Then the moment to put on the panel lines arrived. I was so nervous to do it, scared to mess the nice work I did so far, that at this time, I decided to take a more sensible course. I googled a lot of images for inspiration, then took a good photo of my model, in a proper angle, and projected it on my laptop. I placed some tracing paper on the screen, and drew what I thought would be cool. Checking back with a painting buddy for feedback, I painted the lines with intense focus – this has to be as tight as I can possibly paint, or it would fail utterly. As soon as I was done, I knew: this is awesome!

Probably the biggest hurdle was done, but now I faced a new challenge: what should the rest of the colour scheme be? It should not be too distracting from the theme, create a good colour balance overall, and still be believable. I saw and heard a lot of suggestions, but in the end felt the most for a red velvet dress with gold/dull yellow ruffles, and ‘plain’ white wig (with a hint of blue-purple in the shades). Maybe even try some gold stitched pattern on the velvet (which did not happen in the end due to lack of time).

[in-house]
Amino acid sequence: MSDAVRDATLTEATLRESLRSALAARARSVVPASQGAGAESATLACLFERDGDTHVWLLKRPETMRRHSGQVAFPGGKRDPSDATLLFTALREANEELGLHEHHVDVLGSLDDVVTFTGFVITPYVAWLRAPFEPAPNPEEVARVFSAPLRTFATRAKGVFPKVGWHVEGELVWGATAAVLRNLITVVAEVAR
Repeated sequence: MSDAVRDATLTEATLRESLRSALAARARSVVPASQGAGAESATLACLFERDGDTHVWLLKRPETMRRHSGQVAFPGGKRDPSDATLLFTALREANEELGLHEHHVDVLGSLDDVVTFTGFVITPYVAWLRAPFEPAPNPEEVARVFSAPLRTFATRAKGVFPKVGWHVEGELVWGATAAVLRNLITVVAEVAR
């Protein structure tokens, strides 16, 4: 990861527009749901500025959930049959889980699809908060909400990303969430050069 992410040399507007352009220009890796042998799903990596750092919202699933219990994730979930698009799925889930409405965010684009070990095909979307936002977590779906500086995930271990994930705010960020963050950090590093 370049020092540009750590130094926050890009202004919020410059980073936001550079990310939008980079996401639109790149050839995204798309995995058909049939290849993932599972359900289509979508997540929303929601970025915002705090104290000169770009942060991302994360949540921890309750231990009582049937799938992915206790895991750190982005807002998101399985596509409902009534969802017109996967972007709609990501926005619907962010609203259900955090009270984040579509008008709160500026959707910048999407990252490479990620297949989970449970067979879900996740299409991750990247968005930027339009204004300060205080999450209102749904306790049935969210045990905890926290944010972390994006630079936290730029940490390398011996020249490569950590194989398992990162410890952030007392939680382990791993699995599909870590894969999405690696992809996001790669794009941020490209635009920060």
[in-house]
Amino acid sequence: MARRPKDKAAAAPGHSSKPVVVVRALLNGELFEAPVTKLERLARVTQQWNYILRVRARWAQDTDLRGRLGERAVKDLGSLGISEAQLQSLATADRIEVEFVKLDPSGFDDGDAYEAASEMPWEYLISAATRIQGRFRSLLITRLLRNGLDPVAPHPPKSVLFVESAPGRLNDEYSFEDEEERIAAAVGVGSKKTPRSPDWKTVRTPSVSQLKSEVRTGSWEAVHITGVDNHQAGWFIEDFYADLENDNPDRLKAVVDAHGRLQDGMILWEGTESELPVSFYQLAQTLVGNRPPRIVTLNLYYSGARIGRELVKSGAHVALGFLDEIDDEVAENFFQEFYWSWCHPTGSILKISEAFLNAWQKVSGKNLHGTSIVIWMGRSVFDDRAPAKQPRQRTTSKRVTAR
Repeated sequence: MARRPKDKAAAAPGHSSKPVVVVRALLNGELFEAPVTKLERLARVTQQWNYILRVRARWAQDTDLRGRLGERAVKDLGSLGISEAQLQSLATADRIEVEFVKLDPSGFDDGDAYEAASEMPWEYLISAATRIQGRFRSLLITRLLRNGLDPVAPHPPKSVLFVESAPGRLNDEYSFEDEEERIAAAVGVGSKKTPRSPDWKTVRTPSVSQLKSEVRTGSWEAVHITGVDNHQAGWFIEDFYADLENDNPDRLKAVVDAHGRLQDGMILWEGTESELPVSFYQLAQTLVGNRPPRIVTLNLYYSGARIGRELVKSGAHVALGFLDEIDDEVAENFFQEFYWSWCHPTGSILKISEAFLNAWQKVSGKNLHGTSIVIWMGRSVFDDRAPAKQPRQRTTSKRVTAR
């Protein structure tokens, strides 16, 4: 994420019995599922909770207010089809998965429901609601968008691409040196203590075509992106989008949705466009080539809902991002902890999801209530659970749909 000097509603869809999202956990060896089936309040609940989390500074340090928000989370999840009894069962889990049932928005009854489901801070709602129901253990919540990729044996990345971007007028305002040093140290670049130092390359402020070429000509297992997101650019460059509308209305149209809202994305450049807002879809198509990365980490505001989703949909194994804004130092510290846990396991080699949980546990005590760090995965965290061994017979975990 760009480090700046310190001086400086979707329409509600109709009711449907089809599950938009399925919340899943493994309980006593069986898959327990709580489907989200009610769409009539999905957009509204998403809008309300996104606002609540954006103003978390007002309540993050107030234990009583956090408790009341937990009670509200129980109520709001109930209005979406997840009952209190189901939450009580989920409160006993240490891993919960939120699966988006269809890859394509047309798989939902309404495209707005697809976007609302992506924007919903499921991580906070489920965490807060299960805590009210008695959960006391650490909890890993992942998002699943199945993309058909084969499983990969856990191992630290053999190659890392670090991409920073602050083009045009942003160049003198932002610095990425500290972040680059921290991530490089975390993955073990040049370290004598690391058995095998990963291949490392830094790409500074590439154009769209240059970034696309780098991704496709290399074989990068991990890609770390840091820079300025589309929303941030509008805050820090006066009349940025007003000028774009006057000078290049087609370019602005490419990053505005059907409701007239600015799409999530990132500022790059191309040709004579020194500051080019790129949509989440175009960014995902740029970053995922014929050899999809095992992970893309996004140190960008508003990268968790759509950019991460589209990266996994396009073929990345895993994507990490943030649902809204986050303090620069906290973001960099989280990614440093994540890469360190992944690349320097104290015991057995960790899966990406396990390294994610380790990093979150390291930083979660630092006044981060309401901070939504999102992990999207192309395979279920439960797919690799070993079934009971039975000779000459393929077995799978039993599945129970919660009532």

In between painting sessions I gave the pocket watch some thought. Where to get it? I actually knew that I would not be able to buy it somewhere, and had to create one myself. Now I am not very secure about my own sculpting skills, but still, I HAD TO. The only thing I could do is give it my all, and be very secure about details. It was a real process of doing one small bit, then leaving it for days to figure out the next step, and the next and so on. Again: I solved problems as I went along. And actually I needed to start over after a few times, but in the end, and especially after having it painted, it had the right feel. I tried fitting it in her hand, but experienced new problems: if I placed the watch on top of her fingers – like the skull was originally meant – the girl would have a hard time looking at the time piece at all. It rested at an uncomfortable angle. If I placed it more INTO her hand, the right way around (with the lid downwards), it was even weirder, and didn’t fit well. But then I found out that it would fit perfectly if placed upside down. This way she would hold it more like a pocket mirror. I felt it would even add to the story here, an android compairing itself with a time piece, finding it as alien as it is herself.